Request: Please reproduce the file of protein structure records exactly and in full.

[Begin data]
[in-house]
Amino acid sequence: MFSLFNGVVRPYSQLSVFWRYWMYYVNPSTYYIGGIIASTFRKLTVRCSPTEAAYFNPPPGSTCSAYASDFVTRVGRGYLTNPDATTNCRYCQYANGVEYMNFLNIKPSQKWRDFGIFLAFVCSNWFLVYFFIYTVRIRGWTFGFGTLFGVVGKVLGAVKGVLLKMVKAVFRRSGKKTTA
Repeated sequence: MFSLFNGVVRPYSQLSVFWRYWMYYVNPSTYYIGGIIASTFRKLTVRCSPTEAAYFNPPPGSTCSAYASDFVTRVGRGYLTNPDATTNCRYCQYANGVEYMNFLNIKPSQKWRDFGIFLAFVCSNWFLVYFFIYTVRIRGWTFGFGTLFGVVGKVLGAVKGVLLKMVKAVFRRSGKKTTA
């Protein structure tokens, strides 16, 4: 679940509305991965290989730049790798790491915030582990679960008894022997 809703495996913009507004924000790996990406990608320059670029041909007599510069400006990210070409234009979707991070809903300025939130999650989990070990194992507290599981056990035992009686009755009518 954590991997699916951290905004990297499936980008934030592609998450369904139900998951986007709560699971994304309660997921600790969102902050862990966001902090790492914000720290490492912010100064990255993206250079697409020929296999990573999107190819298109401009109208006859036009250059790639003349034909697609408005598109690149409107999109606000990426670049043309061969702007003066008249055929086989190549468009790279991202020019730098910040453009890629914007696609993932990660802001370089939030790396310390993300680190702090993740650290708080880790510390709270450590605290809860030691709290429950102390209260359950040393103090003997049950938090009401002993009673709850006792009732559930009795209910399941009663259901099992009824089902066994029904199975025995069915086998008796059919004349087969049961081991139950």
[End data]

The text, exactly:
[in-house]
Amino acid sequence: MFSLFNGVVRPYSQLSVFWRYWMYYVNPSTYYIGGIIASTFRKLTVRCSPTEAAYFNPPPGSTCSAYASDFVTRVGRGYLTNPDATTNCRYCQYANGVEYMNFLNIKPSQKWRDFGIFLAFVCSNWFLVYFFIYTVRIRGWTFGFGTLFGVVGKVLGAVKGVLLKMVKAVFRRSGKKTTA
Repeated sequence: MFSLFNGVVRPYSQLSVFWRYWMYYVNPSTYYIGGIIASTFRKLTVRCSPTEAAYFNPPPGSTCSAYASDFVTRVGRGYLTNPDATTNCRYCQYANGVEYMNFLNIKPSQKWRDFGIFLAFVCSNWFLVYFFIYTVRIRGWTFGFGTLFGVVGKVLGAVKGVLLKMVKAVFRRSGKKTTA
């Protein structure tokens, strides 16, 4: 679940509305991965290989730049790798790491915030582990679960008894022997 809703495996913009507004924000790996990406990608320059670029041909007599510069400006990210070409234009979707991070809903300025939130999650989990070990194992507290599981056990035992009686009755009518 954590991997699916951290905004990297499936980008934030592609998450369904139900998951986007709560699971994304309660997921600790969102902050862990966001902090790492914000720290490492912010100064990255993206250079697409020929296999990573999107190819298109401009109208006859036009250059790639003349034909697609408005598109690149409107999109606000990426670049043309061969702007003066008249055929086989190549468009790279991202020019730098910040453009890629914007696609993932990660802001370089939030790396310390993300680190702090993740650290708080880790510390709270450590605290809860030691709290429950102390209260359950040393103090003997049950938090009401002993009673709850006792009732559930009795209910399941009663259901099992009824089902066994029904199975025995069915086998008796059919004349087969049961081991139950």